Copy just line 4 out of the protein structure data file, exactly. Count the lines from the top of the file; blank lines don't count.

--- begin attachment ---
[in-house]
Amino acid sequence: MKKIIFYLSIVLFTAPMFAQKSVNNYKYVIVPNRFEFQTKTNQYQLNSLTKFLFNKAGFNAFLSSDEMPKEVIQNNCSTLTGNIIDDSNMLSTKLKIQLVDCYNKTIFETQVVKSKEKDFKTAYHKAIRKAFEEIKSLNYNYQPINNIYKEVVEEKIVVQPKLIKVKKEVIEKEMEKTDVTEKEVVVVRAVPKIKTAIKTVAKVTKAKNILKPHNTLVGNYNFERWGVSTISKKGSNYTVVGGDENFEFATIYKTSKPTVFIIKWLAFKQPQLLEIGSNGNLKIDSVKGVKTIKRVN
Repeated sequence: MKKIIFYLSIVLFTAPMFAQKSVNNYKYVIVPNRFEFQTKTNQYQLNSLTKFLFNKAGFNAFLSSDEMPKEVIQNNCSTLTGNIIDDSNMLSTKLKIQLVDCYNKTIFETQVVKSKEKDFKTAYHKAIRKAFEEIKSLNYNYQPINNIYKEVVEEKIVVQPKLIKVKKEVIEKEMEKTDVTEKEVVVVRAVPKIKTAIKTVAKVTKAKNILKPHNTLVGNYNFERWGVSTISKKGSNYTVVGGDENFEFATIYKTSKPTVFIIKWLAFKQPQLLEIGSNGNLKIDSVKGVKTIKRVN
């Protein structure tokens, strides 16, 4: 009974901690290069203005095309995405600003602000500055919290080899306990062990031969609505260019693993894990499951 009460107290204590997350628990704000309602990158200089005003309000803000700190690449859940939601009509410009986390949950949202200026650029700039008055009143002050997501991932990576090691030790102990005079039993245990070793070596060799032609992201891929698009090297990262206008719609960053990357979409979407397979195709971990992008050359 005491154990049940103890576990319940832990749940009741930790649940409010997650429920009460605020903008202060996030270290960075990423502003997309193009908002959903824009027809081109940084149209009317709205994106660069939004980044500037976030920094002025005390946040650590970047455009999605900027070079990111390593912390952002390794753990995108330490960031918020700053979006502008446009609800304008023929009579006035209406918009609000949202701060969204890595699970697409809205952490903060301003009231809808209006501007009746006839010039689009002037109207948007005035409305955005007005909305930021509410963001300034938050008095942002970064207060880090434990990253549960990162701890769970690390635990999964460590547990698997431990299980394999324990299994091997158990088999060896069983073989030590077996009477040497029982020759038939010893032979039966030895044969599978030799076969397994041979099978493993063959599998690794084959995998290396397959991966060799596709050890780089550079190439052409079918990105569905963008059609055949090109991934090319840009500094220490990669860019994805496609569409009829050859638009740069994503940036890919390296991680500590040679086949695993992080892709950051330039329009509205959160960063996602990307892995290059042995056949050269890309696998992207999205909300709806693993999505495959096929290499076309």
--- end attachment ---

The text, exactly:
């Protein structure tokens, strides 16, 4: 009974901690290069203005095309995405600003602000500055919290080899306990062990031969609505260019693993894990499951 009460107290204590997350628990704000309602990158200089005003309000803000700190690449859940939601009509410009986390949950949202200026650029700039008055009143002050997501991932990576090691030790102990005079039993245990070793070596060799032609992201891929698009090297990262206008719609960053990357979409979407397979195709971990992008050359 005491154990049940103890576990319940832990749940009741930790649940409010997650429920009460605020903008202060996030270290960075990423502003997309193009908002959903824009027809081109940084149209009317709205994106660069939004980044500037976030920094002025005390946040650590970047455009999605900027070079990111390593912390952002390794753990995108330490960031918020700053979006502008446009609800304008023929009579006035209406918009609000949202701060969204890595699970697409809205952490903060301003009231809808209006501007009746006839010039689009002037109207948007005035409305955005007005909305930021509410963001300034938050008095942002970064207060880090434990990253549960990162701890769970690390635990999964460590547990698997431990299980394999324990299994091997158990088999060896069983073989030590077996009477040497029982020759038939010893032979039966030895044969599978030799076969397994041979099978493993063959599998690794084959995998290396397959991966060799596709050890780089550079190439052409079918990105569905963008059609055949090109991934090319840009500094220490990669860019994805496609569409009829050859638009740069994503940036890919390296991680500590040679086949695993992080892709950051330039329009509205959160960063996602990307892995290059042995056949050269890309696998992207999205909300709806693993999505495959096929290499076309």